|James Ward of the 14th Ohio carved his name into this Maxwell House Hotel ledge.|
|Several Union soldiers with the last name "Crider" and first initial 'J" served in the Western Theater.|
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|The Maxwell House Hotel near the end of the war.|
(Tennessee State Library and Archives)
|These four ledges were salvaged from the Maxwell House Hotel after a fire destroyed |
the building on Christmas Day 1961.
|Polk D. Southard, a teen, served with the 41st and 53rd Illinois. He apparently struggled |
with the "4" in "41." He died in 1920 and was buried in New Mexico.
|The chances of identifying "W.W." are remote, but perhaps we'll ID "M. Day."|
|B.R. Hawk -- perhaps Benjamin Hawk of the 14th Illinois -- etched his name in this ledge.|
|G.B. Bates and H.C.B, left their mark, too.|
The Maxwell House Hotel had a twisted history. In the fall of 1863, the grimy barracks housed hundreds of Confederate POWs, many from the Sept. 19-20, 1863, Battle at Chickamauga. On the morning of Sept. 29, disaster struck as POWs were being herded near a fifth-floor stairwell for breakfast. Barracks commander John Lakin, a captain in the 89th Ohio, may have warned the Confederates about the rickety flooring, but none apparently listened if he did.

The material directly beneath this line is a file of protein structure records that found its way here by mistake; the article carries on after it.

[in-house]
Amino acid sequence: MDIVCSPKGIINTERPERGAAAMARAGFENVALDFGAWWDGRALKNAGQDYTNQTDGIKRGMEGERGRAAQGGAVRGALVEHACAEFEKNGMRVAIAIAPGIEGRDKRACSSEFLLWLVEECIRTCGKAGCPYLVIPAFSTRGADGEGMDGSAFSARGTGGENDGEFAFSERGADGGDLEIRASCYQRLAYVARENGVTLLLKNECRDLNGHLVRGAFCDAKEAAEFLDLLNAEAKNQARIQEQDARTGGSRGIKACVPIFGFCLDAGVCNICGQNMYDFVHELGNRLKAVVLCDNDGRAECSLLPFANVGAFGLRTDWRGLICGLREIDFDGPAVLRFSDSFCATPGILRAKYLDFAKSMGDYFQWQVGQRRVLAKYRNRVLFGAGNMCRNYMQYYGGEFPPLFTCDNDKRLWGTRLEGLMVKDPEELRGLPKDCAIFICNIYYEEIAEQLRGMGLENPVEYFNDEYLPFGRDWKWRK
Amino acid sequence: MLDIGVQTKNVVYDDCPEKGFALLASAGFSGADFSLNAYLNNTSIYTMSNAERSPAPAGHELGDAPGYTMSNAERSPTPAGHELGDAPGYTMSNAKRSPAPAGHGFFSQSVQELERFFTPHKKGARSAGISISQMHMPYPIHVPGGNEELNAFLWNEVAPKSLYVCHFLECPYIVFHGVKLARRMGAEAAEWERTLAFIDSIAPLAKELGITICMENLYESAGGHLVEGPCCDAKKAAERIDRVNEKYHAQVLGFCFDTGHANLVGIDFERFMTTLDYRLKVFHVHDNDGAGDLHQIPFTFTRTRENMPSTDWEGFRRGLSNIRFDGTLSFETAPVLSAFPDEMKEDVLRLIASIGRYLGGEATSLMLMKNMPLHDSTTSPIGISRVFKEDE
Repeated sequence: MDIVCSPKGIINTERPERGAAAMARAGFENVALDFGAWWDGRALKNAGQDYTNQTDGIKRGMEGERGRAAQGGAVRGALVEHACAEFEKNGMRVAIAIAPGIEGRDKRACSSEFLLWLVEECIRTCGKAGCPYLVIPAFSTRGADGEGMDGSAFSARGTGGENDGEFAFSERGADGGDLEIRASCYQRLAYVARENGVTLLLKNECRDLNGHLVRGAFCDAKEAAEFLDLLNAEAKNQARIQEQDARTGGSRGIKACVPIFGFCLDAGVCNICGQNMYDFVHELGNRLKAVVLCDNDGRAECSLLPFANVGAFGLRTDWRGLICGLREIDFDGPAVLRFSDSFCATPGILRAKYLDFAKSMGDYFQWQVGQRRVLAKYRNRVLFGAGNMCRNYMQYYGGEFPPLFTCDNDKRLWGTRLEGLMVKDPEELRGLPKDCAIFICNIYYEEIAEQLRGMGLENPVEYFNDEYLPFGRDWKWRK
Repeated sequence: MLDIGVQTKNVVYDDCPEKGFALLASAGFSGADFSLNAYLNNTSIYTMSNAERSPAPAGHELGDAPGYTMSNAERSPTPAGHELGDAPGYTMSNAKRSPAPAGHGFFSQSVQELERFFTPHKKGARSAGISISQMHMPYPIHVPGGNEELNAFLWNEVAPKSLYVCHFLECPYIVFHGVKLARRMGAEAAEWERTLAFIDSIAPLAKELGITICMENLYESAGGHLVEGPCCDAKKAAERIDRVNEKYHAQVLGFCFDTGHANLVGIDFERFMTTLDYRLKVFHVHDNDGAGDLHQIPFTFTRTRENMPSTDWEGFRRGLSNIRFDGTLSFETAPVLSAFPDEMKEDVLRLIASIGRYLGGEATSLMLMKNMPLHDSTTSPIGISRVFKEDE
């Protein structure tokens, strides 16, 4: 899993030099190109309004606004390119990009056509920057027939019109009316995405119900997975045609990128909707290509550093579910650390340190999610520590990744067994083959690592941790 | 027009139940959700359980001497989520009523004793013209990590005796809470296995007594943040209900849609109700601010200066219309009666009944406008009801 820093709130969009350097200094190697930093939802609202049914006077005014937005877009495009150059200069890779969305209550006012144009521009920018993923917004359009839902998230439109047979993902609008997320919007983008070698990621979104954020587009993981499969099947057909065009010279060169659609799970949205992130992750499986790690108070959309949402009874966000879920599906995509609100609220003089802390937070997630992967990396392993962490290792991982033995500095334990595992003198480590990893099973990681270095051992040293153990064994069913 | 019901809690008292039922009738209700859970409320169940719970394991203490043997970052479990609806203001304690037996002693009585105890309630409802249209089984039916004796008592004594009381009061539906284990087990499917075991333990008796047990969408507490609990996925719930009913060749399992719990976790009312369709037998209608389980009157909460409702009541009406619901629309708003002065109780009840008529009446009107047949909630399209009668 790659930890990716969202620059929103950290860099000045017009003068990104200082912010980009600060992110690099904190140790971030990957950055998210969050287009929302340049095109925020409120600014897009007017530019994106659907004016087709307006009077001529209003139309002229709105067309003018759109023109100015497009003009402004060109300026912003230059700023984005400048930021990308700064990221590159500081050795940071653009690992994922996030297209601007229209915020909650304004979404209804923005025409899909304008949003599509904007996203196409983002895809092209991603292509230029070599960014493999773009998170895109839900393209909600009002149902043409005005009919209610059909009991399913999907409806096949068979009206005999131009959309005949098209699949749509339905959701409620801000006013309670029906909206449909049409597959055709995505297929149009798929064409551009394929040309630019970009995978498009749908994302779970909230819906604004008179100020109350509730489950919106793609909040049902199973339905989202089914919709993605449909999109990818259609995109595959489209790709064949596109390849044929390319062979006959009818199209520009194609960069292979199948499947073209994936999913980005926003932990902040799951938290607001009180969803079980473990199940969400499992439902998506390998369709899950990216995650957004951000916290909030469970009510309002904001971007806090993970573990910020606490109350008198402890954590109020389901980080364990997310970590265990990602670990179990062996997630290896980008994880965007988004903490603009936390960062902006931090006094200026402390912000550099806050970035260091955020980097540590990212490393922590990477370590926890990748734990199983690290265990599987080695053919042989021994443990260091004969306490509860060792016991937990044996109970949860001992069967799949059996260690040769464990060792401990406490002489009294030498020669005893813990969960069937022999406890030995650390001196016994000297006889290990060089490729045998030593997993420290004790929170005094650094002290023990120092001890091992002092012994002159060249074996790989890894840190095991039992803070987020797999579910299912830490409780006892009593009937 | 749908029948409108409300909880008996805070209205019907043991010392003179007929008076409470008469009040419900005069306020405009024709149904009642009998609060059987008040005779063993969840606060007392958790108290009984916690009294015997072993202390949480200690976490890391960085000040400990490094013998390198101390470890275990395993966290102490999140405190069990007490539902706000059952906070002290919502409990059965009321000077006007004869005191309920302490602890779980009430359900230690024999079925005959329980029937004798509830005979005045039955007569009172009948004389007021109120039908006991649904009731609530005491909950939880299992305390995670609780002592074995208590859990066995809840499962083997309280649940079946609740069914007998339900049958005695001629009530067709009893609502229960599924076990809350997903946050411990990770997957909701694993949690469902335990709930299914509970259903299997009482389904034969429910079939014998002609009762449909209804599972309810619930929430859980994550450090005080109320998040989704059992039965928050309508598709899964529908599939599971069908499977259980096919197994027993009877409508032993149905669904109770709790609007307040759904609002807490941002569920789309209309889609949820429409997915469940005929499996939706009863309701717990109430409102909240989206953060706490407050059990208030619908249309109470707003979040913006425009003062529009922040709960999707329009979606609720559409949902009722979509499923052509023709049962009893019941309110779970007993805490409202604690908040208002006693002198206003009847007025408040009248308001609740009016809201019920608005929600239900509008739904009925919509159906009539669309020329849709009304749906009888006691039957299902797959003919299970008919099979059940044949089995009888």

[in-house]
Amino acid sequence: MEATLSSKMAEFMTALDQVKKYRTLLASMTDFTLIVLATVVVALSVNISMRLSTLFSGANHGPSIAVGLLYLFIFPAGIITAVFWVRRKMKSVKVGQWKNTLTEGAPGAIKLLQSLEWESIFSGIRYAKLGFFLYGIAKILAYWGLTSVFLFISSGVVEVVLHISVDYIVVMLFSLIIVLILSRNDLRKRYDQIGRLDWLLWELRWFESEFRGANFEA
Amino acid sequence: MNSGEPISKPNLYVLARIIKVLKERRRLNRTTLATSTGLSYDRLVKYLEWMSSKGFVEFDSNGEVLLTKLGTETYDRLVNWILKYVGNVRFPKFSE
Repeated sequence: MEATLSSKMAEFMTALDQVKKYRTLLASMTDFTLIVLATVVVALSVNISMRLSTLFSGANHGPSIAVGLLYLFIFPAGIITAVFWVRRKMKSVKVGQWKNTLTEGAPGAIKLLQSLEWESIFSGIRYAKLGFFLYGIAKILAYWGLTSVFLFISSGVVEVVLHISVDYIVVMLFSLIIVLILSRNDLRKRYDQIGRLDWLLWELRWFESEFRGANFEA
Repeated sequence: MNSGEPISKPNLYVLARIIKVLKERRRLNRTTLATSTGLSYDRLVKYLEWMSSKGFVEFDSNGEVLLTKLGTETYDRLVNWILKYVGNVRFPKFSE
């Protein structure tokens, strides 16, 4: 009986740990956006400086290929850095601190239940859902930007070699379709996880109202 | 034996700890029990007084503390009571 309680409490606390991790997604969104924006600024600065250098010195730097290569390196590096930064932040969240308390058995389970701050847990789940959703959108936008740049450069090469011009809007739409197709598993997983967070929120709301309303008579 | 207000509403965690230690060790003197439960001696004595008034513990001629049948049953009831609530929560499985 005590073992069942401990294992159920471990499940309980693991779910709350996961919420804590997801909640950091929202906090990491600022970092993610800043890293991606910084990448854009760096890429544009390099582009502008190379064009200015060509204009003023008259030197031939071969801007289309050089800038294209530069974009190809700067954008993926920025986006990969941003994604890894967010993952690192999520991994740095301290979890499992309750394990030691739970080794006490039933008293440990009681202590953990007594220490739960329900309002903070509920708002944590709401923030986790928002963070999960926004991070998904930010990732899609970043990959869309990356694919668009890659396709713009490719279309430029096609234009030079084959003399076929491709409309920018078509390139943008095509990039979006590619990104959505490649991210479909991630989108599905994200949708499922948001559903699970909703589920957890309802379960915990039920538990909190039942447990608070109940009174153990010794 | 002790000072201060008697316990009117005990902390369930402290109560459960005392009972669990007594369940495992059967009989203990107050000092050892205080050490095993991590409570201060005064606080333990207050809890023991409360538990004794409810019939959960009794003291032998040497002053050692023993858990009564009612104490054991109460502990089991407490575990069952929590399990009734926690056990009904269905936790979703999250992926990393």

|The lone reminder in downtown Nashville |
of the old Maxwell House Hotel.
From its official opening in 1869 to the early 1900s, the Maxwell House Hotel was the go-to site for the most important people in society. Presidents Rutherford Hayes and William McKinley, both Civil War veterans, were guests, as was former slave trader and Confederate cavalry commander Nathan Bedford Forrest, who took the oath to the Ku Klux Klan in a ceremony in Room No. 10.
Once one of the grandest hotels in the South, the Maxwell House was destroyed by fire on Christmas Day 1961. The lone reminder of the hotel is a historical marker mounted on the outside of a modern office building that occupies the site.
As far as the fate of that huge outhouse, well, thankfully it was closed in January 1864.